9 minute read

You never know when it will happen to you, but you can be sure that one day it will, it is inevitable.

No I’m not refering to a deep existential topic, I’m talking about production outages, or a blessing in disguise, as you will shortly see after going through this blogpost, and why outages should be embraced as something which is normal.

Because I feel like this topic can become quite expandable, I will be separating it in multiple parts, in order to make it easier to understand and also learn(or amuse yourself) gradually, from my experiences with outages.


Although the “DevOps” mindset is all about planning ahead and reducing these kind of impactful events, it is inevitable, it happened before, it happens, and it will still happen. For example, here are a few in-depth outage reports from bigger companies about how the outages happened and how they eventually got fixed:

It is afterall in the nature of the DevOps mindset that there will always be a continous growth and subsequent changes to the systems and tools that we are using, it is the normal course of a projects life cycle.

The get go is that, no matter the scale of the project and that of the team, time and time again there will always be an edge case or point of failure hiding around, or something well known which simply being treated as “non-critical” (big mistake).

How to tackle outages

Just as the only real recipe for true success is failure, the same thing applies to outages. You can’t grow unless you embrace the fact that you will fail, the difference between a failure and a future success being in the way you take it in, learn from it, and continue on growing, you can’t expect to continously fail and grow, you need to have a plan for it.

Having said that, here are a few points which I identified as being critical in order to be prepared for an outage.

Automate all the manual proccesses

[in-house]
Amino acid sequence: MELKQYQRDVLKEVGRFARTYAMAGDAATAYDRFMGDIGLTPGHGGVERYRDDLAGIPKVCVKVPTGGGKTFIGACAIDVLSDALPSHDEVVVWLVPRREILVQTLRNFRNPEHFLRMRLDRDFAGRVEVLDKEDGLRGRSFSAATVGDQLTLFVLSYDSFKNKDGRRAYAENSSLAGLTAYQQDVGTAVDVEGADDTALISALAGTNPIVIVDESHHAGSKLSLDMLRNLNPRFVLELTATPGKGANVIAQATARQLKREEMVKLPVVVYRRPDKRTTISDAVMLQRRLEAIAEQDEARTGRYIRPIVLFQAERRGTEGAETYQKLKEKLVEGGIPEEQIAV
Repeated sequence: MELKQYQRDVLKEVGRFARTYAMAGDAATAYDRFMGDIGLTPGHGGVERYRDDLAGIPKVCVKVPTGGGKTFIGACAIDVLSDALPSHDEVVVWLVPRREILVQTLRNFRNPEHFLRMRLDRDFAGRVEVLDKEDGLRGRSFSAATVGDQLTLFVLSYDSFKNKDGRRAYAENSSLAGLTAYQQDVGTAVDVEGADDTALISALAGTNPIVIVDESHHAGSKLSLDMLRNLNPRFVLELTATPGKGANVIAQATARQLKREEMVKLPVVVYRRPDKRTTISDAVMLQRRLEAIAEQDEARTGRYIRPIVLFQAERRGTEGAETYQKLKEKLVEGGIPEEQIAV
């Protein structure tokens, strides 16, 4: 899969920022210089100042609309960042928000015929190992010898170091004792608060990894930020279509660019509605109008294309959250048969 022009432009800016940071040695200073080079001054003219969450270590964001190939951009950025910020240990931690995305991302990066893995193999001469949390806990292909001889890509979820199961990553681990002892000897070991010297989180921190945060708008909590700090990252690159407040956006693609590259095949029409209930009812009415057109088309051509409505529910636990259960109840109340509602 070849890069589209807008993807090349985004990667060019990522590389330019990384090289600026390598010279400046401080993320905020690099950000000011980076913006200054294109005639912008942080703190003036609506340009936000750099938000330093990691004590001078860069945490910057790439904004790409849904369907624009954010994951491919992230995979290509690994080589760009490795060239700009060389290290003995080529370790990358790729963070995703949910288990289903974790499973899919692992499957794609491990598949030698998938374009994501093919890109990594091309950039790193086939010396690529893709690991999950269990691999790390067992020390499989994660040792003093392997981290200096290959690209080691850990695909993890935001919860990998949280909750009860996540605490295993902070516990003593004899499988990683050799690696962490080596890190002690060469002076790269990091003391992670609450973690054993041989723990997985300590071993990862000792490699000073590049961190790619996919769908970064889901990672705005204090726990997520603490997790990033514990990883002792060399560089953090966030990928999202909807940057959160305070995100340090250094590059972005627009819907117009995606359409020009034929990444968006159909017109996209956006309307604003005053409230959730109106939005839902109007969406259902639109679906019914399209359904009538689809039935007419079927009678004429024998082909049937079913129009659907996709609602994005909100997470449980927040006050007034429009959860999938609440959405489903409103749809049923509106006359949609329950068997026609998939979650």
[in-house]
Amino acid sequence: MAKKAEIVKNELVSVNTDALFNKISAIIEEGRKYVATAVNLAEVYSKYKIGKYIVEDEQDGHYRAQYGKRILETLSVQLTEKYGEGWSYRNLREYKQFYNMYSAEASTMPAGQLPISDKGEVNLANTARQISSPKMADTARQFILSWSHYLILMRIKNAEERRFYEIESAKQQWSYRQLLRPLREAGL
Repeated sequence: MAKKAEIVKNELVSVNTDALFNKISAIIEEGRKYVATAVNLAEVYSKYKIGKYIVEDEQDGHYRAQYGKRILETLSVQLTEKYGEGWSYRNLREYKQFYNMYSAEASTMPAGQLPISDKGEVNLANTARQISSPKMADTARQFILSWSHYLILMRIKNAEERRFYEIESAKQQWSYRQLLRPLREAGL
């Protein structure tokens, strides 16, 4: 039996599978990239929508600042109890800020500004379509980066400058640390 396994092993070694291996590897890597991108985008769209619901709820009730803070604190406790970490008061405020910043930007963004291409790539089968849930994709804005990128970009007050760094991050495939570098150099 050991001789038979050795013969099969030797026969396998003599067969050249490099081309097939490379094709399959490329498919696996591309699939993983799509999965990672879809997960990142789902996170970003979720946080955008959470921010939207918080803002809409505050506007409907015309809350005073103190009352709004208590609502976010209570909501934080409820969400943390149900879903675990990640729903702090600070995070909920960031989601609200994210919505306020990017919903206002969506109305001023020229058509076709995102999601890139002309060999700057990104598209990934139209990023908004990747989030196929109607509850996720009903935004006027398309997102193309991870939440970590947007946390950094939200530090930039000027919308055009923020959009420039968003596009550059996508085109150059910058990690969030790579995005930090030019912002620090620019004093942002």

Humans make mistakes, especially in stressful situations, such as an outage. And at the same time the whole “DevOps” mindset is about automation, there is no excuse for a manual procedure when you decide to go down the “DevOps” path.

Backup your sensitve data

Although this sounds like the most obvious thing for any business which works with sensitive data, time and time again this proves to be simply forgotten or never properly checked or implemented. There will always be that case of someone running a query on a production database and suddenly deleting everything, and all hell breaking loose because there are no actual backups of the database.

Communication is key

As soon as the outage is acknowledged, all the main parties should be informed and involved in order to make the process as transparent as possible for everyone. And by that I mean, the IT/DevOps/Infra teams, higher management and most importantly, the client or any stakeholder. Either if the client is an end user, or another party to which you offer DevOps services, these parties are most of the times the ones being forgotten and the most important ones in reality, since they are the “bread and butter”, of the project.

Make sure to also remember to give updates at any checkpoint, progress or after a certain amount of time has passed, since everyone will be wondering what is happening and if anyone is actually still working on it.

Monitoring, logging, alerting to the rescue

Having a general overview of everything that is happening in your infrastructure, is invaluable for debugging. Many outages can be derailed from causing any kind of a business impact, by using automated alerts, rather than learning about it from the end users. Having a centralized logging solution will also drastically reduce the time required to come to a resolution.


Most of the steps described above require time and effort in order to plan, implement and maintain. But at the end of the day we should be asking ourselves if the risk associacted with it is worth the major impact an outage can have on the business.

In the next parts of this blog series, I will be going through past personal experiences with outages and how it all played out, and how to conduct a post mortem outage report.

Feel free to drop any questions or comments down below, happy reading!